Four Reasons Why Telecommuting Is Better For Women (That Have Nothing To Do With The Mommy Thing)

I’m going to throw out a bold prediction. Working from home is better for women. Especially for women in high-intensity, male-dominated professions, such as law. Here are four reasons why – none of which have anything to do with childcare flexibility. 1.That Hair-and-Makeup Thing.   This morning, I witnessed one of my closest friends (a non-lawyer who works in an executive role at a financial institution in Midtown Manhattan) spend close to an hour on hair and makeup prior to leaving for work. After rising before the sun and disappearing into the bathroom, she sat down next to me on…

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skreed

Skirting the Ceiling: Hope in the Aftermath of Harvey

To celebrate the end of the first week of school and the start of 2L year, Hurricane Harvey flooded Houston and wreaked widespread havoc on a city that houses a population similar to that of the entire state of Delaware. As a citizen of Houston, I saw firsthand the damage my childhood neighborhood took from a tornado and subsequent flooding that drove thousands from their homes. I watched on the news as flooding caused evacuations, explosions, power outages, and contamination of drinking water due to chemical plant and water treatment plants’ inundation. Each and every day, we woke up news…

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tammyzhu

Join the Conversation:  Benefit of the Doubt

We all make mistakes.  On a recent team I managed, everybody made mistakes – from the contract document reviewers, to the eDiscovery vendor, to the associates.  Yet some people’s mistakes will become easily forgotten while others will become remembered for their mistakes.  What determines whose mistakes get forgotten and whose get remembered?  Could it be our race, ethnicity, and gender?  I will argue that in our workplace and our community, the difference between those who succeed and those who don’t depends heavily on the way that others treat or react to our mistakes.  I will argue that it is not…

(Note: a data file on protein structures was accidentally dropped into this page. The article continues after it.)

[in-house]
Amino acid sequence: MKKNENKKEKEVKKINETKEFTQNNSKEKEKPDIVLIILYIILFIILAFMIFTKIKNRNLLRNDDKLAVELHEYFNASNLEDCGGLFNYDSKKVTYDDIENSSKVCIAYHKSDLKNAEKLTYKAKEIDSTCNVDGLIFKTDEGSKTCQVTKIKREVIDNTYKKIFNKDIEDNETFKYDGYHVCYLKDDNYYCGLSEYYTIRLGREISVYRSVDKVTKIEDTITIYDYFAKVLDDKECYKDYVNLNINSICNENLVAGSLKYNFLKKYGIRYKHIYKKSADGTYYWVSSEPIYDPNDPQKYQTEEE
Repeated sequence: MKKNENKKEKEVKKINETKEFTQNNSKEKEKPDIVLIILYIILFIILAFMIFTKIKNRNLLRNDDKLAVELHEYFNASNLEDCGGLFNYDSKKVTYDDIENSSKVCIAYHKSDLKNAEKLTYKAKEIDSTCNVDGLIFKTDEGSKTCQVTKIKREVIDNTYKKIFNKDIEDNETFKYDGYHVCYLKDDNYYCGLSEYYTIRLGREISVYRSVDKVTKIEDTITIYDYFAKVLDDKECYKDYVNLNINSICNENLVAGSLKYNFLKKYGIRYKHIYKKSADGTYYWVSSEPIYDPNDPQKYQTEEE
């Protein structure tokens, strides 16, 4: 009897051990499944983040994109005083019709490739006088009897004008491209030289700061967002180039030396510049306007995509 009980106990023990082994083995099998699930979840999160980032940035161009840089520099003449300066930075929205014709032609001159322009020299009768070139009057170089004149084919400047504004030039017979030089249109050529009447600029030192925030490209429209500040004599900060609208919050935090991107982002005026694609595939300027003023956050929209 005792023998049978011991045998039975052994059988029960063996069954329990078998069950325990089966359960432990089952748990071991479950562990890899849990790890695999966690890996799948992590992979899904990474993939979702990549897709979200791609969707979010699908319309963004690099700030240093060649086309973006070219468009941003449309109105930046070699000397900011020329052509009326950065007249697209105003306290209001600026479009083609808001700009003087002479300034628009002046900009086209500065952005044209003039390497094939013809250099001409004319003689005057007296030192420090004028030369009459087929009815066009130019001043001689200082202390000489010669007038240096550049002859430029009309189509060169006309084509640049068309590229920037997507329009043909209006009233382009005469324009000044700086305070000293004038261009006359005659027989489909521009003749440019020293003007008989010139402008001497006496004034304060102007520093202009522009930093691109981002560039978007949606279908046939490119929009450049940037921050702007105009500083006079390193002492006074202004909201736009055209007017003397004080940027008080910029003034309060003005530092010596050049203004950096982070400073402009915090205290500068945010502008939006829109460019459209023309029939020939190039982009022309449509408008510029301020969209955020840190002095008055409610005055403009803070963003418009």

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shantibrien

“They is starting law school next week:” Gender-neutral pronouns are awkward at first but worth it.

My Law and Public Policy class begins next week.  But before we jump into reading cases and writing briefs we will introduce ourselves and share our preferred pronouns.  I prefer “she/her/hers.” Every year I have two or three students who prefer “they/them/theirs.”  At first I thought this was a ridiculous waste of everyone’s time. We have legislative processes to learn!  Executive orders to scrutinize! But, I’ve come to appreciate the practice. It reminds me to be mindful of people unlike me and I hope it signals to the students that our class values inclusion. In 2015, the press was already…

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braposa

The Twelve Year Old Girl Lawyer

Has anyone noticed that when people want to call someone young, the standard age they refer to is twelve? I've noticed. I've noticed mainly because people always tell me I look twelve.  I remember my first day ever going to court. I spent two hours just deciding what to wear to make myself look older. Some suits were too baggy and some heels were too high, but I eventually found an outfit that made me think, "okay, I think I can pass for at least twenty-one today." Well, I was wrong.  I had a contentious custody hearing at the probate…